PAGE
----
15. Strategic Marketing in Three Phases<br />How much budget for each phase?<br />How much time spent on each phase?<br />Long before a creative campaign or marketing program is developed, a foundation in market research and business planning must be laid.<br />III.<br />Launch & Execution<br /> The activities that execute and implement the plan<br /><ul><li>Pricing and Promotion
    16. Channel Partnerships
    17. Communication
    18. Measurement and Analysis
    19. Key Leading Indicators</li></ul>I.<br />Market Research<br /> The activities needed to <br /> decide if the value is truly <br /> valuable, worth pursuing.<br />Financial Modeling and Analysis<br />Market Analysis<br />Industry & Market Trends<br />Competitive Analysis<br />Research <br />II.<br />Business Planning<br /> The activities to take the value from good idea to real creation. <br />Integrating the market focus with the operational and financial strategies of the company<br />Product/Service definition<br />Supporting system and structure<br />Development of Alliances and Channel Partners<br />Step 1: Continual Refinement <br />Step 2: Measure & Alignment<br />Step 3: Function of Steps 1 & 2<br /><ul><li> Understand the company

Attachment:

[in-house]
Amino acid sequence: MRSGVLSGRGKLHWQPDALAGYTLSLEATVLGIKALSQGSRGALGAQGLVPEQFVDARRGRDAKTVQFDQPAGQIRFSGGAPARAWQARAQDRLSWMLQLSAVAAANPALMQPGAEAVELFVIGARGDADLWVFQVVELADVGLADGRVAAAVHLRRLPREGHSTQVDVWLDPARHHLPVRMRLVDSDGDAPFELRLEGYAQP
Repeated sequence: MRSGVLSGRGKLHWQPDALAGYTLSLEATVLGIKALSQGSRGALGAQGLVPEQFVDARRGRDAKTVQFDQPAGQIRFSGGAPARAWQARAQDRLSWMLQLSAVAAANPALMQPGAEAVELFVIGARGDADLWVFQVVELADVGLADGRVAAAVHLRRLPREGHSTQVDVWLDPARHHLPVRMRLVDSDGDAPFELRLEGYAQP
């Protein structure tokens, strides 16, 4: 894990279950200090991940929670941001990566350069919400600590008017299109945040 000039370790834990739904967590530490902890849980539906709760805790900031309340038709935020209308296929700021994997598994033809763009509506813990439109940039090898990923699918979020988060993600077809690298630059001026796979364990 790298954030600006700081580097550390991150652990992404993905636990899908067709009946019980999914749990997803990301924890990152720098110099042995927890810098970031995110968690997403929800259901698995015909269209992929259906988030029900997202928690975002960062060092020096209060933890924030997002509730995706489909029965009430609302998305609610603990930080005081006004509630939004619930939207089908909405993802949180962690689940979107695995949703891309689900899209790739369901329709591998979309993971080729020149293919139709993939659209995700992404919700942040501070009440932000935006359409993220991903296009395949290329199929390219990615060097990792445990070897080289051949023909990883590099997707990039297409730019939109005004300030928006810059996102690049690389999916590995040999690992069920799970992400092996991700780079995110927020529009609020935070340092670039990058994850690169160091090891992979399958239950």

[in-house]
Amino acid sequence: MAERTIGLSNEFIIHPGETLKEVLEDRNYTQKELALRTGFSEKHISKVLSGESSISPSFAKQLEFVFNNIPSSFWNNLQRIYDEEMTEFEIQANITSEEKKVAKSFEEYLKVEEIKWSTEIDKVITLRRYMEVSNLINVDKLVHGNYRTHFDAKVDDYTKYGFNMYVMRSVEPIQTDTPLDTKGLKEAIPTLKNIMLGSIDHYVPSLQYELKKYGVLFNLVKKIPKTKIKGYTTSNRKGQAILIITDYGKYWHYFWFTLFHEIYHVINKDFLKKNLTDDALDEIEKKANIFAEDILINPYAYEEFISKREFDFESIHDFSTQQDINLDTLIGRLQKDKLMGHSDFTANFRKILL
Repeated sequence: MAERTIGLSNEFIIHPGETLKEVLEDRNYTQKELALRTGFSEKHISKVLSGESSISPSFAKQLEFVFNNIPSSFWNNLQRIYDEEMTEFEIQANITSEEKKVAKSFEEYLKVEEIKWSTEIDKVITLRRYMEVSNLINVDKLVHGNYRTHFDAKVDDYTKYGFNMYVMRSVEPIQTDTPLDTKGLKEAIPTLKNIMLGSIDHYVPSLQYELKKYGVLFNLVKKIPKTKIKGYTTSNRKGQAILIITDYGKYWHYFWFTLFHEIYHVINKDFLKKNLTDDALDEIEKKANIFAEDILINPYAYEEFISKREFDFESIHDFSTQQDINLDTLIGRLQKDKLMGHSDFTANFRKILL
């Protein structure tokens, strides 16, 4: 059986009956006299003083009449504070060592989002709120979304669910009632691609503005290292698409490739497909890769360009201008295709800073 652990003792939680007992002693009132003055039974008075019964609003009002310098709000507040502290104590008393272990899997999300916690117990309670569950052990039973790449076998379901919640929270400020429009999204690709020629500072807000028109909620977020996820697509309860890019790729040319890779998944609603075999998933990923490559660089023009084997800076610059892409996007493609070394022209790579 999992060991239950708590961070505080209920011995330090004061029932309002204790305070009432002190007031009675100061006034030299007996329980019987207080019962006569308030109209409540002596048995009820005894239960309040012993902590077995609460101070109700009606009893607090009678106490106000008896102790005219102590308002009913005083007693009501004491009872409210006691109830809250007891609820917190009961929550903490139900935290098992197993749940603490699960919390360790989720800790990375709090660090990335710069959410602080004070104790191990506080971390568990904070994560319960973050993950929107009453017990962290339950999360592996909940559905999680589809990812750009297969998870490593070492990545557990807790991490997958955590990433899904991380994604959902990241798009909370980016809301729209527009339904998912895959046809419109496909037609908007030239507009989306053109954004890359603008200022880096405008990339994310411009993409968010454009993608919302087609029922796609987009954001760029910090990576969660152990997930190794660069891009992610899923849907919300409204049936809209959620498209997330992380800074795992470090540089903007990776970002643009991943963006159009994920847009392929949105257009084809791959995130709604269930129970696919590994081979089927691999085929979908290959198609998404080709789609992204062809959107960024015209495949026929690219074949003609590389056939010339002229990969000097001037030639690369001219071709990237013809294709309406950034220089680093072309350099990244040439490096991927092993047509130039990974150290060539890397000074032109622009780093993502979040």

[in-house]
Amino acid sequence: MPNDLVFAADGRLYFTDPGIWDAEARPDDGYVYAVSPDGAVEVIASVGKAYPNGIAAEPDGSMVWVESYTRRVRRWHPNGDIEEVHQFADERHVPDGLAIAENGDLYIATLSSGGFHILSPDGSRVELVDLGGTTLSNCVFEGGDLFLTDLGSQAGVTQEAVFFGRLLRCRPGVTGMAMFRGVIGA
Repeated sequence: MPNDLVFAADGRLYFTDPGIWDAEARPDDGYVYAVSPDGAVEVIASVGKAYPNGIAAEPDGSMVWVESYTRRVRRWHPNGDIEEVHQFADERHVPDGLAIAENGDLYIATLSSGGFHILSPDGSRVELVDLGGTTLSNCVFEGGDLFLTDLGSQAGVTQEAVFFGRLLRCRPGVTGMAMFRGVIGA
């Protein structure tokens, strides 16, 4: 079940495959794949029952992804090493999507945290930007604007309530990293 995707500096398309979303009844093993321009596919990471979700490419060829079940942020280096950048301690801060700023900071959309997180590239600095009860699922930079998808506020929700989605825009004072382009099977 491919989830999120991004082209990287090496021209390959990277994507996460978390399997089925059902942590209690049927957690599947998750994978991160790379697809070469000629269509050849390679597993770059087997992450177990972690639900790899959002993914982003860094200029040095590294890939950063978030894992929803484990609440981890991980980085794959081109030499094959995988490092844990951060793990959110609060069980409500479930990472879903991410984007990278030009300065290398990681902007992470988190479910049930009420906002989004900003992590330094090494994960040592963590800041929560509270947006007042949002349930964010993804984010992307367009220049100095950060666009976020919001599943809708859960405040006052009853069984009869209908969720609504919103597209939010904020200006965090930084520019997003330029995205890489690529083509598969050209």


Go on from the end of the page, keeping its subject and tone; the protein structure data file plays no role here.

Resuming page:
20. Understand the customer
    21. Understand the competition
    22. Align the organization
    23. Prepare the company for </li></ul> implementation <br /><ul><li> Budgeting
    24. Go-To-Market
    25. Communication
    26. Measure</li></li></ul><li>Phase I: Find Your Inner Hedgehog<br />Marketing strategy is simple:<br />PHASE I - Research<br />Find your hedgehog<br />What drives your economic engine?<br />What is the Company passionate about?<br />What is the Company the best at doing? <br />Identify your target customer<br />Identify your customer's needs (not wants)<br />Can your management team identify:<br />Your most profitable products, segments, channels and customers?<br />Activities or situations would have the biggest positive and negative impact on profitability? <br />The thing your company does better than anyone in the industry?<br />The things your company needs to become really good at in order to be seen as different by your customers?<br />What customers value most about the way your company interacts with them?<br />